Aging and Spatial Navigation: What Do We Know and Where Do We Go?
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- Moffat, S.D. Neuropsychol Rev (2009) 19: 478. doi:10.1007/s11065-009-9120-3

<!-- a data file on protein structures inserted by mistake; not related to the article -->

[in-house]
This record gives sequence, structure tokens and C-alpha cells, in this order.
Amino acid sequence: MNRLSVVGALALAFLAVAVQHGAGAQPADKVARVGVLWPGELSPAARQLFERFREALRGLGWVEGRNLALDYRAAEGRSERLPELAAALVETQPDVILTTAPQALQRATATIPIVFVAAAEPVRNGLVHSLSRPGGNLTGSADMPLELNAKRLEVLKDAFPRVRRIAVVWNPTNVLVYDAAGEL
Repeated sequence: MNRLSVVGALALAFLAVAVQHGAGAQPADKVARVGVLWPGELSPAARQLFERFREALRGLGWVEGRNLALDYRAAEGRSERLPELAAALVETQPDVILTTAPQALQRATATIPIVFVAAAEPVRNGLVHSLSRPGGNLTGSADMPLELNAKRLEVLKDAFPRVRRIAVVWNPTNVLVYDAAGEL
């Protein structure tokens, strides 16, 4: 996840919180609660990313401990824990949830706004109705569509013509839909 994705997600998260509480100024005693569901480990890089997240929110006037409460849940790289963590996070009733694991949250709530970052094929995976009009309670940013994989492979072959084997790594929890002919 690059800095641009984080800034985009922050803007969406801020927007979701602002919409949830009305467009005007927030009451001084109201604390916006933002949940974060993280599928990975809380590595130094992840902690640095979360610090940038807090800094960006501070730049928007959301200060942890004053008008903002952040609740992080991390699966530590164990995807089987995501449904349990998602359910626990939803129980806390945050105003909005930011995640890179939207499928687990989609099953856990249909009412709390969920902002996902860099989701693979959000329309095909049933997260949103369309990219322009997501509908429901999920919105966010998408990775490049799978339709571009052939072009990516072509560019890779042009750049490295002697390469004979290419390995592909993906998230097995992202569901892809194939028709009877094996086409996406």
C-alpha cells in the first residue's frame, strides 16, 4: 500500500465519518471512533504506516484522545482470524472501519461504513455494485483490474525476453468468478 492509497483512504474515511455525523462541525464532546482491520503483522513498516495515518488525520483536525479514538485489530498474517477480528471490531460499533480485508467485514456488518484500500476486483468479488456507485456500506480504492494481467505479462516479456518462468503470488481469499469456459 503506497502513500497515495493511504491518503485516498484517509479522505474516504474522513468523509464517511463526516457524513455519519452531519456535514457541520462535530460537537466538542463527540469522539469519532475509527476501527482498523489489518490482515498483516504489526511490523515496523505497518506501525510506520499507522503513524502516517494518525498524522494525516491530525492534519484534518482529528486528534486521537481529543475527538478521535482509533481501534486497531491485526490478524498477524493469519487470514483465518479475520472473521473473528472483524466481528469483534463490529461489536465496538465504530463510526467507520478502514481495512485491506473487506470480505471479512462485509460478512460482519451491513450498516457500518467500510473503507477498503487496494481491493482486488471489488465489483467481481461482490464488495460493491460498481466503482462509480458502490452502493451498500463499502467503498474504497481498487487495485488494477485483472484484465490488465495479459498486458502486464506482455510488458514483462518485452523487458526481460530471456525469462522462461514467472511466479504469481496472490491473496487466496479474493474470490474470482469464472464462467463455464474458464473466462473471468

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Spatial navigation is a complex cognitive skill that is necessary for everyday functioning in the environment. However, navigational skills are not typically measured in most test batteries assessing cognitive aging. The present paper reviews what we know about behavioral differences between older and younger adults in navigational skill and reviews the putative neural mechanisms that may underlie these behavioral differences. Empirical studies to date clearly identify navigation as an aspect of cognitive function that is vulnerable to the aging process. The few functional and structural neuroimaging studies that speak to neurological correlates of these age-related differences point to the hippocampus, parahippocampal gyrus, posterior cingulate gyrus (retrosplenial cortex), parietal lobes and pre-frontal cortex as structures critically involved in age effects on navigation. Outstanding issues in the field are addressed and productive avenues of future research are suggested. Among these outstanding issues include the necessity of performing longitudinal studies and differentiating between hippocampal and extra-hippocampal contributions to aging in navigation. The field may also be advanced by empirical assessment of navigational strategies and investigations into the multisensory nature of navigation including assessing the relative contributions of visual, vestibular, and proprioceptive function to age differences in navigational skill.